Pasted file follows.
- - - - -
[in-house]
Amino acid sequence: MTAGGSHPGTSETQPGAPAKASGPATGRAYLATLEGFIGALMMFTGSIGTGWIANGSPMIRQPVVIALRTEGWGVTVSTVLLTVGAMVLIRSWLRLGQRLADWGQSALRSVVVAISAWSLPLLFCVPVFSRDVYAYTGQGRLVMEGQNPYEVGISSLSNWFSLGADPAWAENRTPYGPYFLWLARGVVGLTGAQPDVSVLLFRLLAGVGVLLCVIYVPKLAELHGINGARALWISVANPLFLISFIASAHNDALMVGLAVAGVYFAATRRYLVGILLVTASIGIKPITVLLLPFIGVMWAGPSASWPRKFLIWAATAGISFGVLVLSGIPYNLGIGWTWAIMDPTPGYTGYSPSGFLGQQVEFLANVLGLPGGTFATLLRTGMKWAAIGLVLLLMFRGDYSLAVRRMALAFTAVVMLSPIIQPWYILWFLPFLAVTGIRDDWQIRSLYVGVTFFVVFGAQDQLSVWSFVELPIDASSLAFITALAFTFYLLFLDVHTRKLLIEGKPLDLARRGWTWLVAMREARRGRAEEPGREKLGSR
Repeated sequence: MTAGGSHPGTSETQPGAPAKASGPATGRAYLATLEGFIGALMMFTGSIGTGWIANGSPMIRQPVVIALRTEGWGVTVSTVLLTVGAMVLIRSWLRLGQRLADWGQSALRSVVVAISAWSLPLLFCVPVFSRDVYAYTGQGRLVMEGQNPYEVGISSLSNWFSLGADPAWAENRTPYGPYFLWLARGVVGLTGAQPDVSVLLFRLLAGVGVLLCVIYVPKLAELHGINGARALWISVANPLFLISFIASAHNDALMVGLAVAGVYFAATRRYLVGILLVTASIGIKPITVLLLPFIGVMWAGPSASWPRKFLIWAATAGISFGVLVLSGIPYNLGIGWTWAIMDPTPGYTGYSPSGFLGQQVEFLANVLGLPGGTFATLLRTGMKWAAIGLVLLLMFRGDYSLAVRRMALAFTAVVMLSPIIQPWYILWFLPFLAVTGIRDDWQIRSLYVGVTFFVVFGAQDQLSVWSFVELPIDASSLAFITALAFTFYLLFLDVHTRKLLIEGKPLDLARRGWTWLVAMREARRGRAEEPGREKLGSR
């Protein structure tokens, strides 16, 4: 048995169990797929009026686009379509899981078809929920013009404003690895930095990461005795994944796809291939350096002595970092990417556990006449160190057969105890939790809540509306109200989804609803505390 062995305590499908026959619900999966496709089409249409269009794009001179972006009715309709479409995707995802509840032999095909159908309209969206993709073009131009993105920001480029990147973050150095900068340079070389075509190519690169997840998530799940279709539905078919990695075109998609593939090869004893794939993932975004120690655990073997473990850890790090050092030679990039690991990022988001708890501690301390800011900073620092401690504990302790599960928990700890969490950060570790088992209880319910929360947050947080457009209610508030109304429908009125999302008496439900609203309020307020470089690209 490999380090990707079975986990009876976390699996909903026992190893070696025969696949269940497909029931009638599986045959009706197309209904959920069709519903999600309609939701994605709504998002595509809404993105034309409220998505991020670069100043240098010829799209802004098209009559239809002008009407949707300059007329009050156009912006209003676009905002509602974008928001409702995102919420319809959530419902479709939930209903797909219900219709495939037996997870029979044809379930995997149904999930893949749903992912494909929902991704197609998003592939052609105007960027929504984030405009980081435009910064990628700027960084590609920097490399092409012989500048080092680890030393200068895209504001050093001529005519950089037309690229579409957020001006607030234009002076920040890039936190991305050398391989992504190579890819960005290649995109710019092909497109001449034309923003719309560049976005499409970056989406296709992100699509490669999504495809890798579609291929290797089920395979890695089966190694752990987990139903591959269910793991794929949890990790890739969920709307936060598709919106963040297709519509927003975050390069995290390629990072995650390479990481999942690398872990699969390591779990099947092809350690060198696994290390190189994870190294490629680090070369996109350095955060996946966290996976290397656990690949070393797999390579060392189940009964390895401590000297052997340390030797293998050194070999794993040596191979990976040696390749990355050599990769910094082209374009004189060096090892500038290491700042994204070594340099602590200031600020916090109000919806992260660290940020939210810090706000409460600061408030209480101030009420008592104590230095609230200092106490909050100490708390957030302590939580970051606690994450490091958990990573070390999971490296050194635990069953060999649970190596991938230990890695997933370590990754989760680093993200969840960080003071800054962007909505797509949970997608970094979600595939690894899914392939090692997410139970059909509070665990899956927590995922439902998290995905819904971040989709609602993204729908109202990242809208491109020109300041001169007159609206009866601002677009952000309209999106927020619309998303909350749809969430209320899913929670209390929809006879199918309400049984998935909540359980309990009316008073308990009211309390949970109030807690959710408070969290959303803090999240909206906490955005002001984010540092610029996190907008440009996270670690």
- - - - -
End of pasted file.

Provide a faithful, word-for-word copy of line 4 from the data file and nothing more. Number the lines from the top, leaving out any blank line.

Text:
């Protein structure tokens, strides 16, 4: 048995169990797929009026686009379509899981078809929920013009404003690895930095990461005795994944796809291939350096002595970092990417556990006449160190057969105890939790809540509306109200989804609803505390 062995305590499908026959619900999966496709089409249409269009794009001179972006009715309709479409995707995802509840032999095909159908309209969206993709073009131009993105920001480029990147973050150095900068340079070389075509190519690169997840998530799940279709539905078919990695075109998609593939090869004893794939993932975004120690655990073997473990850890790090050092030679990039690991990022988001708890501690301390800011900073620092401690504990302790599960928990700890969490950060570790088992209880319910929360947050947080457009209610508030109304429908009125999302008496439900609203309020307020470089690209 490999380090990707079975986990009876976390699996909903026992190893070696025969696949269940497909029931009638599986045959009706197309209904959920069709519903999600309609939701994605709504998002595509809404993105034309409220998505991020670069100043240098010829799209802004098209009559239809002008009407949707300059007329009050156009912006209003676009905002509602974008928001409702995102919420319809959530419902479709939930209903797909219900219709495939037996997870029979044809379930995997149904999930893949749903992912494909929902991704197609998003592939052609105007960027929504984030405009980081435009910064990628700027960084590609920097490399092409012989500048080092680890030393200068895209504001050093001529005519950089037309690229579409957020001006607030234009002076920040890039936190991305050398391989992504190579890819960005290649995109710019092909497109001449034309923003719309560049976005499409970056989406296709992100699509490669999504495809890798579609291929290797089920395979890695089966190694752990987990139903591959269910793991794929949890990790890739969920709307936060598709919106963040297709519509927003975050390069995290390629990072995650390479990481999942690398872990699969390591779990099947092809350690060198696994290390190189994870190294490629680090070369996109350095955060996946966290996976290397656990690949070393797999390579060392189940009964390895401590000297052997340390030797293998050194070999794993040596191979990976040696390749990355050599990769910094082209374009004189060096090892500038290491700042994204070594340099602590200031600020916090109000919806992260660290940020939210810090706000409460600061408030209480101030009420008592104590230095609230200092106490909050100490708390957030302590939580970051606690994450490091958990990573070390999971490296050194635990069953060999649970190596991938230990890695997933370590990754989760680093993200969840960080003071800054962007909505797509949970997608970094979600595939690894899914392939090692997410139970059909509070665990899956927590995922439902998290995905819904971040989709609602993204729908109202990242809208491109020109300041001169007159609206009866601002677009952000309209999106927020619309998303909350749809969430209320899913929670209390929809006879199918309400049984998935909540359980309990009316008073308990009211309390949970109030807690959710408070969290959303803090999240909206906490955005002001984010540092610029996190907008440009996270670690």